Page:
High-pitched cries issued from the room next door, where the newborn Prince was being bathed. Ranoryin hardly seemed to hear them. She never took her eyes off Death, even as her eyelids grew heavy and her breath came in short gasps.

"You will not take my child," she said in the tone she had used for royal proclamations.

Death almost laughed. Many mortal women had said that to her before. Some of them had backed up their demand with the threat of violence. But none had ever been able to change her mind. If she was there to collect the soul of the child as well as the mother, there was no power in heaven or earth that would stop her.

"Come, Empress," she said, stepping closer to the bed and raising her scythe. "Your time here is over."

Each beat of Ranoryin's heart pumped more blood out of her body. She had no strength left to resist the nurse laying her down on the bed and mumbling prayers over her. But she continued to glare fiercely at Death.

"I will go nowhere until you assure me my son will live." She spoke with difficulty, but there was no doubt she meant every word.

Death felt the beginnings of a headache. She had more souls to gather today. Ranoryin's stubbornness was causing an unnecessary delay.

"Your son will live until his hourglass runs out," she said. "That will not be for some years."

Ranoryin managed a triumphant smile, as if she had won a victory even though Fate had decreed her son's survival long ago.


Time passed in the mortal world. Time did not stand in the Land of the Dead. Rather, it didn't exist at all. An unfortunate consequence of this was that there were times – metaphorically speaking – when everything seemed to happen at once.

Right now Death had to deal with arguments between two dead kings (who wished to continue their war against each other even now they were dead), inexperienced new Reapers (who could never get it through their heads that they were to take souls only when the hourglass ran out and not a second before), and squabbling children. Her own children, that was. It was enough to make her consider running away for a year or two.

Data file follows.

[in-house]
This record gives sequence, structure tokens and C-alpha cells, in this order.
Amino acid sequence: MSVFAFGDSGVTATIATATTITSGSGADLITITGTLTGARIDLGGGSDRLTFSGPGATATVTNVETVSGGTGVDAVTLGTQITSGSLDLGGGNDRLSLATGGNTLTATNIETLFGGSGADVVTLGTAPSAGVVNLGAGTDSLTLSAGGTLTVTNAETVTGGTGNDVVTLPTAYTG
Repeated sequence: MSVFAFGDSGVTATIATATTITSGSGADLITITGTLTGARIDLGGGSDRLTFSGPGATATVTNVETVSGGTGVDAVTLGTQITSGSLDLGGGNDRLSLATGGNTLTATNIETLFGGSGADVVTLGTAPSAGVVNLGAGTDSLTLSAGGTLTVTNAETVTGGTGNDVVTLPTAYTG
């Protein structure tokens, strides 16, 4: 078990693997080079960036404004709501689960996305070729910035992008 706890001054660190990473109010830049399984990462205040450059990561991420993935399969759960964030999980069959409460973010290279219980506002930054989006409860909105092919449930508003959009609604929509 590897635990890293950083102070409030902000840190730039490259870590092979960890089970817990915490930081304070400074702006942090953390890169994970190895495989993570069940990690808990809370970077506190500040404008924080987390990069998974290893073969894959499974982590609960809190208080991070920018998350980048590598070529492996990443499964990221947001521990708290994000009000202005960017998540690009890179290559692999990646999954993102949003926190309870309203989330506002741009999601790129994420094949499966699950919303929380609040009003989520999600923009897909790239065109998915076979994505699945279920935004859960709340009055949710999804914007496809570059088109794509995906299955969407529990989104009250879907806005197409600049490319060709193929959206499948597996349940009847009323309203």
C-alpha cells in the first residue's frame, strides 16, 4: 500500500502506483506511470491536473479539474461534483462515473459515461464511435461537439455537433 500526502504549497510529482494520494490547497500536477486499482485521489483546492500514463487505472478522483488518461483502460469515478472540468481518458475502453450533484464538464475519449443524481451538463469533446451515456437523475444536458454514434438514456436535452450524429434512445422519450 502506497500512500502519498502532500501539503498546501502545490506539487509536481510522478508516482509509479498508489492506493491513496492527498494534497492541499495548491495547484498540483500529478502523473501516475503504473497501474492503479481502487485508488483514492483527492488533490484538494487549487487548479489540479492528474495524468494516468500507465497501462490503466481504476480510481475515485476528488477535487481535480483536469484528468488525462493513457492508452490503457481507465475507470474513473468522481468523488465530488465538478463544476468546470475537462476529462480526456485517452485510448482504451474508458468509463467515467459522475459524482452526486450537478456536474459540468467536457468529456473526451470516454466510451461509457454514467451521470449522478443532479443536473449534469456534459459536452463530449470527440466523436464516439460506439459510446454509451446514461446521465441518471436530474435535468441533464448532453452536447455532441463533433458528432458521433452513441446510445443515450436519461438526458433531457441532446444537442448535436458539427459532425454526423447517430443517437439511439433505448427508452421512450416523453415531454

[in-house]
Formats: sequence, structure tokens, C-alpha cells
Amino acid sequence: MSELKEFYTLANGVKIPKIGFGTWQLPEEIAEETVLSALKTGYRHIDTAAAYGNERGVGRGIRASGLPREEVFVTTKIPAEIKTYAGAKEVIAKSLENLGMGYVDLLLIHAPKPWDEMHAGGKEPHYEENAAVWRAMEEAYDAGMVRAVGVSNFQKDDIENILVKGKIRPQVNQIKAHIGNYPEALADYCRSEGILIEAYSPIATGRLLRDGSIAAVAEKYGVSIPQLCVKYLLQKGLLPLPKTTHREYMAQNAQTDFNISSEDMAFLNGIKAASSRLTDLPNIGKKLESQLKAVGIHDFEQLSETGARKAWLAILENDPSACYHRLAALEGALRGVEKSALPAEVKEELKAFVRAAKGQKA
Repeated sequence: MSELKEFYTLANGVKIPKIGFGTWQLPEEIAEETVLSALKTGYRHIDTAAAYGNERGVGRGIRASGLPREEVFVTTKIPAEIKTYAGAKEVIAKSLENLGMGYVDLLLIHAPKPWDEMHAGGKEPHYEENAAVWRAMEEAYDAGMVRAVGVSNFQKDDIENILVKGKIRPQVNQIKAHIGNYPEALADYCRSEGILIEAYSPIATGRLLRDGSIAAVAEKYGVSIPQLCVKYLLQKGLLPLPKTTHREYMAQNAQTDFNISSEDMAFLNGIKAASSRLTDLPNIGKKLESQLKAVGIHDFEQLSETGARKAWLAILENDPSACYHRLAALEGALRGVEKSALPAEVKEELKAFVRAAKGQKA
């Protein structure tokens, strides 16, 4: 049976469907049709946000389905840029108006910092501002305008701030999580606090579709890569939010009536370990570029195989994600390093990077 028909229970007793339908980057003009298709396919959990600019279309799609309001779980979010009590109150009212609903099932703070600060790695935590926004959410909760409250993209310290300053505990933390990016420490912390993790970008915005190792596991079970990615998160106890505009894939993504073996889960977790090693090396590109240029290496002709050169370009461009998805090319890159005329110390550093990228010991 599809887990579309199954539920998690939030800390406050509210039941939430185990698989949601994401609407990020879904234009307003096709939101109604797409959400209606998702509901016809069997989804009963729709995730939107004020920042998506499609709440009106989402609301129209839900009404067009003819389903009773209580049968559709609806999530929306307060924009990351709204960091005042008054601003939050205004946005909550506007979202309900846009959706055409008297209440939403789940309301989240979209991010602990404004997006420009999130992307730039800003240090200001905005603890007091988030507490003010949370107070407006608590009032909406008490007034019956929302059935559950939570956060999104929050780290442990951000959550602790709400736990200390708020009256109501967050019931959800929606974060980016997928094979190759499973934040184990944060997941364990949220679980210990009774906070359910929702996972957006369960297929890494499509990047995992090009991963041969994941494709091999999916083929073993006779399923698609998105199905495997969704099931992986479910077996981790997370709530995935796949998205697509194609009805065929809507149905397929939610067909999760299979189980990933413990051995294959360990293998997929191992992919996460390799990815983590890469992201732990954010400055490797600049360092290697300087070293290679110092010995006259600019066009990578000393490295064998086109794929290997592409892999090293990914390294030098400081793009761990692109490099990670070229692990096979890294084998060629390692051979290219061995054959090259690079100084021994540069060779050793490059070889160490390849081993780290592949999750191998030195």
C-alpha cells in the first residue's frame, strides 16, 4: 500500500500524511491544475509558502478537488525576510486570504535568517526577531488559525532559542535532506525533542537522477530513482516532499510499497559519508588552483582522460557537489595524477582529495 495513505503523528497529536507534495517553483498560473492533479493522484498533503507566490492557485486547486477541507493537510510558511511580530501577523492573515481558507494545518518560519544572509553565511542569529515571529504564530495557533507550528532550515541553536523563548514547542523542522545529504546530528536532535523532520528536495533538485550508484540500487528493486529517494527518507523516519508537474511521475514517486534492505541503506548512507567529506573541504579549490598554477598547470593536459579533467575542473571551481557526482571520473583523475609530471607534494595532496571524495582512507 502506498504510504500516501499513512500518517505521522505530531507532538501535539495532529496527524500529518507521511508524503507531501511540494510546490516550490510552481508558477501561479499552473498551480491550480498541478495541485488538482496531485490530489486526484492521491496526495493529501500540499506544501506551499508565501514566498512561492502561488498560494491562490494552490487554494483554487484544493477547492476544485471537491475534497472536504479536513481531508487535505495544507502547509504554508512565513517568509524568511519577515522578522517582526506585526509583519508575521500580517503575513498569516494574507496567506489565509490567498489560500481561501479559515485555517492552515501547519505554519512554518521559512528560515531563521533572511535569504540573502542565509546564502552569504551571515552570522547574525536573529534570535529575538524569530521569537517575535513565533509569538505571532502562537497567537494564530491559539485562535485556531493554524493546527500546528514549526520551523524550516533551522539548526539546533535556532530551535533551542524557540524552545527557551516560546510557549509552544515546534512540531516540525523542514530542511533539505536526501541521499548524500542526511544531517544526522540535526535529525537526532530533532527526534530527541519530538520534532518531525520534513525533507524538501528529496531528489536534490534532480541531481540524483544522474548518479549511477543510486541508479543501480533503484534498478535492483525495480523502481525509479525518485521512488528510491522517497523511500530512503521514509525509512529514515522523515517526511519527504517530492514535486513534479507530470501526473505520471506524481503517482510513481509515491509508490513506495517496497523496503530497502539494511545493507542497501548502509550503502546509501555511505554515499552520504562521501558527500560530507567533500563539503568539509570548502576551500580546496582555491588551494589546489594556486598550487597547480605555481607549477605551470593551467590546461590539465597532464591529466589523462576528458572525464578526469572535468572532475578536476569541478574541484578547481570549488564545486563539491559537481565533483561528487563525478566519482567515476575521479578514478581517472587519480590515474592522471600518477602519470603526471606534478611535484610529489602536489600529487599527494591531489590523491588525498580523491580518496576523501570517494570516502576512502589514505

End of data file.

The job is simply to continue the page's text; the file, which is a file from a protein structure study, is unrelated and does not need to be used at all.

"Mother, I've told Pestilence time and time again to stay away from my work unless I specifically ask for his help, but he refuses to listen!" Famine paced back and forth in agitation. Death listened to her son's complaints with the weary exasperation of one who had heard it all before. "I've hardly had time to finish blighting crops before he barges in, spreading diseases everywhere, and then everyone claims that my famines caused his plagues!"

"Why are you telling me this?" Death asked, bored. She searched for a suitably ridiculous suggestion. "Get Despair to lock him up somewhere until you've finished causing famines."

Instead of laughing at the absurdity of this idea, Famine immediately brightened up. "That's just what I'll do! Thank you, Mother!"

He was gone before Death could realise what just happened. "No! I didn't mean– Oh, never mind."

Famine would come to his senses before he actually tried anything so silly. And if he didn't, Despair and Starvation could knock some sense into his head. Literally, if he annoyed them enough.

In the meantime, she had work to do.

Death mentally reviewed a list of the souls she had to gather. There was one name on the list – the latest in a long line of Caranilnavs – that had some strange importance attached to it. The girl herself would have no effect on the future; Death knew that perfectly well. But many possible futures diverged from the moment of her death.

It was intriguing. It was so intriguing that she would go to collect that soul first.

Death picked up her scythe and went to collect the soul of little Grand Duchess Varan.